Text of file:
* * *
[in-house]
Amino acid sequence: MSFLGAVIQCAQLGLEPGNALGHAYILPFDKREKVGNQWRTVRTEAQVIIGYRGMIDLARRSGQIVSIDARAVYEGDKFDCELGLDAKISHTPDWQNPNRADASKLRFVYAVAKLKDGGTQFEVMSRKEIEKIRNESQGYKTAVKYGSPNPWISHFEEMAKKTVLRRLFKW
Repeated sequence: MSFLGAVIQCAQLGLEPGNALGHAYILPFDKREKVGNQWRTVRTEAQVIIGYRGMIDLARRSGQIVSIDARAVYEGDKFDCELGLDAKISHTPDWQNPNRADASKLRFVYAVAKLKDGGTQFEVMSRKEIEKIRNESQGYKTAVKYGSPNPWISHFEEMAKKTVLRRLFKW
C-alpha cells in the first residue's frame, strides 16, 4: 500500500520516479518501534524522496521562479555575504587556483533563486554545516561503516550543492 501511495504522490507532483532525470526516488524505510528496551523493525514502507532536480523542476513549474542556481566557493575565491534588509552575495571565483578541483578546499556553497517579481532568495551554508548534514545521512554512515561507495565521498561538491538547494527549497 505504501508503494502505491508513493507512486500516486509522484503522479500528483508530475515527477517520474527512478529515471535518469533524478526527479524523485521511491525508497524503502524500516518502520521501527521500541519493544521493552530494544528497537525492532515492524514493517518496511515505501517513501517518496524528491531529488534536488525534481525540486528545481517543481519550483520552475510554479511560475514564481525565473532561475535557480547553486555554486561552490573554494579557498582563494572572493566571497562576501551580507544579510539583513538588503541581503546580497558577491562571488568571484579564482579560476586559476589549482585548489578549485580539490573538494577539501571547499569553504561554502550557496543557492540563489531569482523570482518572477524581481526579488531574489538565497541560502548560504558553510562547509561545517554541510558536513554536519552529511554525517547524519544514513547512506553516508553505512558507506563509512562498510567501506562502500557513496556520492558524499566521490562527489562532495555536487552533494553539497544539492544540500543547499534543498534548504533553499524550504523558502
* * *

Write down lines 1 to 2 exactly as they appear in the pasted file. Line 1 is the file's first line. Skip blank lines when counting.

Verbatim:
[in-house]
Amino acid sequence: MSFLGAVIQCAQLGLEPGNALGHAYILPFDKREKVGNQWRTVRTEAQVIIGYRGMIDLARRSGQIVSIDARAVYEGDKFDCELGLDAKISHTPDWQNPNRADASKLRFVYAVAKLKDGGTQFEVMSRKEIEKIRNESQGYKTAVKYGSPNPWISHFEEMAKKTVLRRLFKW